CURRY v. The STATE.
-- January 07, 2013
Following a bench trial, Labaron Curry appeals his convictions for two counts of felony murder and two counts of possession of a firearm during the commission of a felony, contending that the evidence was insufficient to support the verdict.1 For the reasons set forth below, we affirm.
In the light most favorable to the verdict, the record shows that, on June 2, 2007, a high school graduation party was held for Javier McIntosh at a rented clubhouse. Over the course of the evening, the crowd of partygoers swelled to approximately one hundred people. Near the end of the evening, a group of uninvited people arrived, and a fight started inside the clubhouse during which a number of people were cut with knives or razor blades. In reaction, the crowd began pushing out of the clubhouse into the parking lot. With his hair in dread locks and wearing a black shirt, Curry, whose right arm had been badly sliced, ran outside, took a position in front of the clubhouse, and began firing a .357 magnum revolver into the crowd. Yahshika Frye was shot in the neck and died at the scene. Molly Cohran was shot in the chest and later perished at the hospital. Several witnesses saw a black male with dreadlocks shooting, and some of them noticed that the shooter was bleeding from an open wound on his right hand. Curry later admitted to shooting into the crowd to frighten the group of men who had injured him. The murder weapon was recovered by police in a ditch with four spent shell casings inside its chamber.2 Projectiles recovered from Frye's body and from an area behind Cohran's body were determined to have been fired from the .357 revolver. In addition, Curry's blood was found on both the handle of the revolver and on the ground at a point where evidence indicated that the shooter had been standing.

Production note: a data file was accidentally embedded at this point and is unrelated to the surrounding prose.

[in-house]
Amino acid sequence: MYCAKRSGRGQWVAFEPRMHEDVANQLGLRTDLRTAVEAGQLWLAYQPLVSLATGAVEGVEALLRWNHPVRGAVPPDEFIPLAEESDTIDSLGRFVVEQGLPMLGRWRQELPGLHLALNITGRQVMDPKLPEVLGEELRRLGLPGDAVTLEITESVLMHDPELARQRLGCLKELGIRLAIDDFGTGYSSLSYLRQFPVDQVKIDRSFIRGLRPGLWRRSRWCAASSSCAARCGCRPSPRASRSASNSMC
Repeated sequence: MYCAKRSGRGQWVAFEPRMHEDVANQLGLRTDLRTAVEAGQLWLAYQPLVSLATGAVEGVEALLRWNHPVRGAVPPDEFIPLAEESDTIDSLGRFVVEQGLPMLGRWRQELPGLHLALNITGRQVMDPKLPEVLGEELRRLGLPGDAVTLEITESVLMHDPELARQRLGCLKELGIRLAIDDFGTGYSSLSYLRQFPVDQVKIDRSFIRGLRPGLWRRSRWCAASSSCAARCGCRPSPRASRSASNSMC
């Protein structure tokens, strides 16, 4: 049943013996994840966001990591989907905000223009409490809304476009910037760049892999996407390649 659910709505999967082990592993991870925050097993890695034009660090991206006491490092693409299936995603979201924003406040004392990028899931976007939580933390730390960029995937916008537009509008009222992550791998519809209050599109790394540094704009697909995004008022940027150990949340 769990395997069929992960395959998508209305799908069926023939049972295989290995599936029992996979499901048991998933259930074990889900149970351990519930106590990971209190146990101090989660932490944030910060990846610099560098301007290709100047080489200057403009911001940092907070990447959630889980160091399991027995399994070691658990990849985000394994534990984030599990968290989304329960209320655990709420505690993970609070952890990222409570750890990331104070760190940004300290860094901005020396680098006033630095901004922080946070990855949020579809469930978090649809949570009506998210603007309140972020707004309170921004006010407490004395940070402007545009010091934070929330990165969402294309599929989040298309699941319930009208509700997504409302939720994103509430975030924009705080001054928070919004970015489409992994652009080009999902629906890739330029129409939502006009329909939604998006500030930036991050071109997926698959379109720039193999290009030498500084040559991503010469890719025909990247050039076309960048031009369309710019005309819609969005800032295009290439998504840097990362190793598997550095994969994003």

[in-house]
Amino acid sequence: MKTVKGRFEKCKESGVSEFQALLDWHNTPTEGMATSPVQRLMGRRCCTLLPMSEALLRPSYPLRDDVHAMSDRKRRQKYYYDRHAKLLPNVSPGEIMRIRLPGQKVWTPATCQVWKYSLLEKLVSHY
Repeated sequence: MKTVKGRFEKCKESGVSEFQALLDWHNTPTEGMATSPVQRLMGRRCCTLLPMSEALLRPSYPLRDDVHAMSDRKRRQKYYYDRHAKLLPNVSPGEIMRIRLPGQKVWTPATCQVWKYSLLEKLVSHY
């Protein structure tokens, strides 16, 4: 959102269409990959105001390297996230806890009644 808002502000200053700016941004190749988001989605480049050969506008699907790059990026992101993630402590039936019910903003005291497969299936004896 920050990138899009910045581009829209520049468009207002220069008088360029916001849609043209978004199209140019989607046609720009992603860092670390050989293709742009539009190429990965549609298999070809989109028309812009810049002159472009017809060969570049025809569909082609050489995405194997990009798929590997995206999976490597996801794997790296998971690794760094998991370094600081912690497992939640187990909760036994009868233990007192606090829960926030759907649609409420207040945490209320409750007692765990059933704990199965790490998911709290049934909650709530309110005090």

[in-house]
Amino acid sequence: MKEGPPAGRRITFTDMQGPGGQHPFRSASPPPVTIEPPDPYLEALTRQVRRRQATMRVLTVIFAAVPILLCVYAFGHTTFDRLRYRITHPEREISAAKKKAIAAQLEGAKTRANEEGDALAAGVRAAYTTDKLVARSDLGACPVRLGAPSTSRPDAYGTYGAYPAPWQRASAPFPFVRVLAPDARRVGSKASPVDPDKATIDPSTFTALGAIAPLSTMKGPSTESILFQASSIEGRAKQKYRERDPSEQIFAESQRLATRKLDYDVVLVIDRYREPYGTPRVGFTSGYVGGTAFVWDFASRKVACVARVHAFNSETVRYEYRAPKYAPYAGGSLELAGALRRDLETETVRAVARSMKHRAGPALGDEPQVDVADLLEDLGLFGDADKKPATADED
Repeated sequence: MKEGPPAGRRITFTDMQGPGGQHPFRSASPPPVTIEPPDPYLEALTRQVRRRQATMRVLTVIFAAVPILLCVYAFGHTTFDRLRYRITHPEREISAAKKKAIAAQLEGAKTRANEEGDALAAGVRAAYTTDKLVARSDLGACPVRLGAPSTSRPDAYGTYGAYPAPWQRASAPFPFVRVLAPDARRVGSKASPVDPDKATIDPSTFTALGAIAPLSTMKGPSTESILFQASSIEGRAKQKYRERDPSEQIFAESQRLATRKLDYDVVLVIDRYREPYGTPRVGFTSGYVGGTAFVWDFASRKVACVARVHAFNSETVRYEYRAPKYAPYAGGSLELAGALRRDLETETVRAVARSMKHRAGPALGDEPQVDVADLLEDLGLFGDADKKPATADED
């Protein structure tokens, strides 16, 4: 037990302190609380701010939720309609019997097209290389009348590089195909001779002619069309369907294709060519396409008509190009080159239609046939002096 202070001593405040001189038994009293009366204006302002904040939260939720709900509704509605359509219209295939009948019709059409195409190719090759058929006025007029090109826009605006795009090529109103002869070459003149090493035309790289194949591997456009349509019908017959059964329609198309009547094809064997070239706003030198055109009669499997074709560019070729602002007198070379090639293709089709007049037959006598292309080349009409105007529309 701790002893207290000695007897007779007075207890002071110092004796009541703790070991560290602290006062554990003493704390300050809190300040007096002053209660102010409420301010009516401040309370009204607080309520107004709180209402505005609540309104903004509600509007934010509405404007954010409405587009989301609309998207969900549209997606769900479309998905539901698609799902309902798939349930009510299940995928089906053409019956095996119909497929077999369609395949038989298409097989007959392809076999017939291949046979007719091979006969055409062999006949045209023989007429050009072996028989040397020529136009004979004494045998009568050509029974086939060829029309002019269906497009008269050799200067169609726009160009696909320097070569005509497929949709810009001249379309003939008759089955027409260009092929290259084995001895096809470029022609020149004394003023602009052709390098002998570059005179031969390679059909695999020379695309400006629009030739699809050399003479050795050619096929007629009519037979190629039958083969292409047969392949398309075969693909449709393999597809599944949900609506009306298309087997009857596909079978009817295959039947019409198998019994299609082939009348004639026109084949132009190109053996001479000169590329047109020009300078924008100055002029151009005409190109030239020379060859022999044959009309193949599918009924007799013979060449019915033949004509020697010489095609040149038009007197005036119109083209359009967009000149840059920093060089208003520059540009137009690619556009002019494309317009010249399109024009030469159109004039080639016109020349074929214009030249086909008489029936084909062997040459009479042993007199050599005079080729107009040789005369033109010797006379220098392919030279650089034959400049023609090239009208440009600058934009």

In assessing this evidence, it must be remembered that
felony murder does not require proof of a criminal intent to murder. Flores v. State, 277 Ga. 780, 783(3), 596 S.E.2d 114 (2004). As to the aggravated assault, [Curry] was charged with assaulting [Frye and Cohran] with a deadly weapon, and the intent to injure is not an element of the charged offense[s]. Easley v. State, 266 Ga.App. 902, 905(4), 598 S.E.2d 554 (2004). The crime of aggravated assault, as alleged, is established by the reasonable apprehension of harm by the victim of an assault by a firearm rather than the assailant's intent to injure. Id. All that is required is that the assailant intend to commit the act which in fact places another in reasonable apprehension of injury, not a specific intent to cause such apprehension. Id.
Smith v. State, 280 Ga. 490, 491–492(1), 629 S.E.2d 816 (2006). The evidence in this case, including Curry's admission, was sufficient to enable a jury to determine that Curry was guilty of the crimes for which he was convicted beyond a reasonable doubt. Jackson v. Virginia, 443 U.S. 307, 99 S.Ct. 2781, 61 L.Ed.2d 560 (1979).3
All the Justices concur.